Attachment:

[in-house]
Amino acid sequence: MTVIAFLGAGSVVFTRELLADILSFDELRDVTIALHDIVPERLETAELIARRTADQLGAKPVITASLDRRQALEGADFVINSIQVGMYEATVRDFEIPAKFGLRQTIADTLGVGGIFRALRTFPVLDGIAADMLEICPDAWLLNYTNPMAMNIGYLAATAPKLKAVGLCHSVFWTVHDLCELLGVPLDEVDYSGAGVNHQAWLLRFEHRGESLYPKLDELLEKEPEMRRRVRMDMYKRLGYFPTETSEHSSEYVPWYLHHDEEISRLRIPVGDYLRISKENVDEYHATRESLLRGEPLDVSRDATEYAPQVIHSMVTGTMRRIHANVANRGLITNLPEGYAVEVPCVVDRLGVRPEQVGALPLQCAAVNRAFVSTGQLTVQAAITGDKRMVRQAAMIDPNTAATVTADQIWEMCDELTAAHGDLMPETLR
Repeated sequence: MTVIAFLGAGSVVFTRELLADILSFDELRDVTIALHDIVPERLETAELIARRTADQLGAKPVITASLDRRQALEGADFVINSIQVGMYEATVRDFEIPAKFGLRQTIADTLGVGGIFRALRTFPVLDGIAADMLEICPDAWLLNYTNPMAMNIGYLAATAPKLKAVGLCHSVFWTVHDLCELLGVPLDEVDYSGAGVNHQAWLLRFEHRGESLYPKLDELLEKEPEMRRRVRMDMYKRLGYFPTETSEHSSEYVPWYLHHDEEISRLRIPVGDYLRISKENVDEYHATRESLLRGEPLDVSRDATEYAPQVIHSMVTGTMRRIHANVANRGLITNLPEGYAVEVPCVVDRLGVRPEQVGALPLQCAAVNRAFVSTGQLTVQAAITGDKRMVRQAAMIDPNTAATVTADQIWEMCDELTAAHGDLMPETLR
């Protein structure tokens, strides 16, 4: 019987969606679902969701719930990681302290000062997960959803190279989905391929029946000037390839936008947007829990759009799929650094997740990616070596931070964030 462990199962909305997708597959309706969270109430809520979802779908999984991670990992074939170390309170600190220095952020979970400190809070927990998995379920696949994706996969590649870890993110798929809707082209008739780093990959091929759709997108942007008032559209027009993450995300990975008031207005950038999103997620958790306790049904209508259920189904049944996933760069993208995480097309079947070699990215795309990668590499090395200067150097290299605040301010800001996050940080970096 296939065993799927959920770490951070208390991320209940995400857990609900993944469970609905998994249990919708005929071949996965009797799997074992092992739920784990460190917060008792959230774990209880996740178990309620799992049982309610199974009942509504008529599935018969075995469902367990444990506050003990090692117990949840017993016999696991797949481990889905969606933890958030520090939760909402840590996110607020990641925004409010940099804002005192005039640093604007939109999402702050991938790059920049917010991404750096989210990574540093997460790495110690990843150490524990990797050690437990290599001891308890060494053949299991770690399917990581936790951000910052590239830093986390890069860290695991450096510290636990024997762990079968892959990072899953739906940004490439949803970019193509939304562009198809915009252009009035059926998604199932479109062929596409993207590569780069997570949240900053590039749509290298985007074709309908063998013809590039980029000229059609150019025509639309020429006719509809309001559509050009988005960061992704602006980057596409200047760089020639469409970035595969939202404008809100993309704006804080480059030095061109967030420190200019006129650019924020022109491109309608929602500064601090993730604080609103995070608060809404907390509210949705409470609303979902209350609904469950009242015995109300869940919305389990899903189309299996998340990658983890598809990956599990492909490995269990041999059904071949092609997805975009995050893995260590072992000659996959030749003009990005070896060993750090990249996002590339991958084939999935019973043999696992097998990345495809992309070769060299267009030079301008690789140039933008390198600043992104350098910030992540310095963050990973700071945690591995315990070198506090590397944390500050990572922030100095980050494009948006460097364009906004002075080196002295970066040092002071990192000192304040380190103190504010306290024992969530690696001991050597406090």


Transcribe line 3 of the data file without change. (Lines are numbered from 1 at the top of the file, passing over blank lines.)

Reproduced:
Repeated sequence: MTVIAFLGAGSVVFTRELLADILSFDELRDVTIALHDIVPERLETAELIARRTADQLGAKPVITASLDRRQALEGADFVINSIQVGMYEATVRDFEIPAKFGLRQTIADTLGVGGIFRALRTFPVLDGIAADMLEICPDAWLLNYTNPMAMNIGYLAATAPKLKAVGLCHSVFWTVHDLCELLGVPLDEVDYSGAGVNHQAWLLRFEHRGESLYPKLDELLEKEPEMRRRVRMDMYKRLGYFPTETSEHSSEYVPWYLHHDEEISRLRIPVGDYLRISKENVDEYHATRESLLRGEPLDVSRDATEYAPQVIHSMVTGTMRRIHANVANRGLITNLPEGYAVEVPCVVDRLGVRPEQVGALPLQCAAVNRAFVSTGQLTVQAAITGDKRMVRQAAMIDPNTAATVTADQIWEMCDELTAAHGDLMPETLR